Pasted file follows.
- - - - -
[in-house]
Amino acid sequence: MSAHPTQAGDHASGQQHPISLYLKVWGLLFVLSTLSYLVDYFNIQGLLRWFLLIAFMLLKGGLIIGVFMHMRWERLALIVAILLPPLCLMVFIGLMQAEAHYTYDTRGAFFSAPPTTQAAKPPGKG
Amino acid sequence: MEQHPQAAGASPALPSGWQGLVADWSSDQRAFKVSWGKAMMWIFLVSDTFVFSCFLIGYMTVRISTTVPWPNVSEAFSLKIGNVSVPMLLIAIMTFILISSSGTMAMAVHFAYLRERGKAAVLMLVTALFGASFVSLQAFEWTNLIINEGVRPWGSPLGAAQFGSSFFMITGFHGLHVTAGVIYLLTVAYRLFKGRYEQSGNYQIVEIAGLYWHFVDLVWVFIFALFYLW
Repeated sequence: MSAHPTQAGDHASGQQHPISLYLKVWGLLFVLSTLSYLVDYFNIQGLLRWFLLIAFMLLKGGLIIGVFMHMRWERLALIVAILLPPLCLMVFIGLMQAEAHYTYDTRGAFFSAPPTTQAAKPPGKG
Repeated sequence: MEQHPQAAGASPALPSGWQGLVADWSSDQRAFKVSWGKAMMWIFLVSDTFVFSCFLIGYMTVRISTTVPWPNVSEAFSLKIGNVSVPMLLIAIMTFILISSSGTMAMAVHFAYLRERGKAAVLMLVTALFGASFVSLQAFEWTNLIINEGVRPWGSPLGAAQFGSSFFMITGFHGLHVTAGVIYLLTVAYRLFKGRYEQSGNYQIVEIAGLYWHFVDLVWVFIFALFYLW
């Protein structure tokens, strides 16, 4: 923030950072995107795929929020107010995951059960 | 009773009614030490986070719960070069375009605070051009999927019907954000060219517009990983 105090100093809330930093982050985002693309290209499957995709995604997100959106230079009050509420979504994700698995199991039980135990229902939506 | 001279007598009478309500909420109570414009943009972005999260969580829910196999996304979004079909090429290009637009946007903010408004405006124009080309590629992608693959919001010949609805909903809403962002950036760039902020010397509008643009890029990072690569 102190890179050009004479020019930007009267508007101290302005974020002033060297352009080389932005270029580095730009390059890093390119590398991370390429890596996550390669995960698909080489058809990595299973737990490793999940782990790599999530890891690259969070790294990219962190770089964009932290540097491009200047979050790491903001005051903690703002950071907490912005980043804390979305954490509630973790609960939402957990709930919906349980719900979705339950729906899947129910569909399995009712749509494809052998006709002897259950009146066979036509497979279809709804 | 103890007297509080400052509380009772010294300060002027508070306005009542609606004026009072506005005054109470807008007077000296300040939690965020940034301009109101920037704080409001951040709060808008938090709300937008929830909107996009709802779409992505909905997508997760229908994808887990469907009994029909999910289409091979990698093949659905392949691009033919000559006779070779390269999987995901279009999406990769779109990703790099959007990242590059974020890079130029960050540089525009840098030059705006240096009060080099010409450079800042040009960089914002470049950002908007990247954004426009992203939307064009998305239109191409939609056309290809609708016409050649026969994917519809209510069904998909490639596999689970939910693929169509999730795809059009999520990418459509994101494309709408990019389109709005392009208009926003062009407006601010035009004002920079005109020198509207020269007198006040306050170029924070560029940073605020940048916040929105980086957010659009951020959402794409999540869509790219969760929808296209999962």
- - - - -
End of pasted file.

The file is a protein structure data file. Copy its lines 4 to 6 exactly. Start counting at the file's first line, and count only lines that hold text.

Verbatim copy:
Repeated sequence: MSAHPTQAGDHASGQQHPISLYLKVWGLLFVLSTLSYLVDYFNIQGLLRWFLLIAFMLLKGGLIIGVFMHMRWERLALIVAILLPPLCLMVFIGLMQAEAHYTYDTRGAFFSAPPTTQAAKPPGKG
Repeated sequence: MEQHPQAAGASPALPSGWQGLVADWSSDQRAFKVSWGKAMMWIFLVSDTFVFSCFLIGYMTVRISTTVPWPNVSEAFSLKIGNVSVPMLLIAIMTFILISSSGTMAMAVHFAYLRERGKAAVLMLVTALFGASFVSLQAFEWTNLIINEGVRPWGSPLGAAQFGSSFFMITGFHGLHVTAGVIYLLTVAYRLFKGRYEQSGNYQIVEIAGLYWHFVDLVWVFIFALFYLW
């Protein structure tokens, strides 16, 4: 923030950072995107795929929020107010995951059960 | 009773009614030490986070719960070069375009605070051009999927019907954000060219517009990983 105090100093809330930093982050985002693309290209499957995709995604997100959106230079009050509420979504994700698995199991039980135990229902939506 | 001279007598009478309500909420109570414009943009972005999260969580829910196999996304979004079909090429290009637009946007903010408004405006124009080309590629992608693959919001010949609805909903809403962002950036760039902020010397509008643009890029990072690569 102190890179050009004479020019930007009267508007101290302005974020002033060297352009080389932005270029580095730009390059890093390119590398991370390429890596996550390669995960698909080489058809990595299973737990490793999940782990790599999530890891690259969070790294990219962190770089964009932290540097491009200047979050790491903001005051903690703002950071907490912005980043804390979305954490509630973790609960939402957990709930919906349980719900979705339950729906899947129910569909399995009712749509494809052998006709002897259950009146066979036509497979279809709804 | 103890007297509080400052509380009772010294300060002027508070306005009542609606004026009072506005005054109470807008007077000296300040939690965020940034301009109101920037704080409001951040709060808008938090709300937008929830909107996009709802779409992505909905997508997760229908994808887990469907009994029909999910289409091979990698093949659905392949691009033919000559006779070779390269999987995901279009999406990769779109990703790099959007990242590059974020890079130029960050540089525009840098030059705006240096009060080099010409450079800042040009960089914002470049950002908007990247954004426009992203939307064009998305239109191409939609056309290809609708016409050649026969994917519809209510069904998909490639596999689970939910693929169509999730795809059009999520990418459509994101494309709408990019389109709005392009208009926003062009407006601010035009004002920079005109020198509207020269007198006040306050170029924070560029940073605020940048916040929105980086957010659009951020959402794409999540869509790219969760929808296209999962």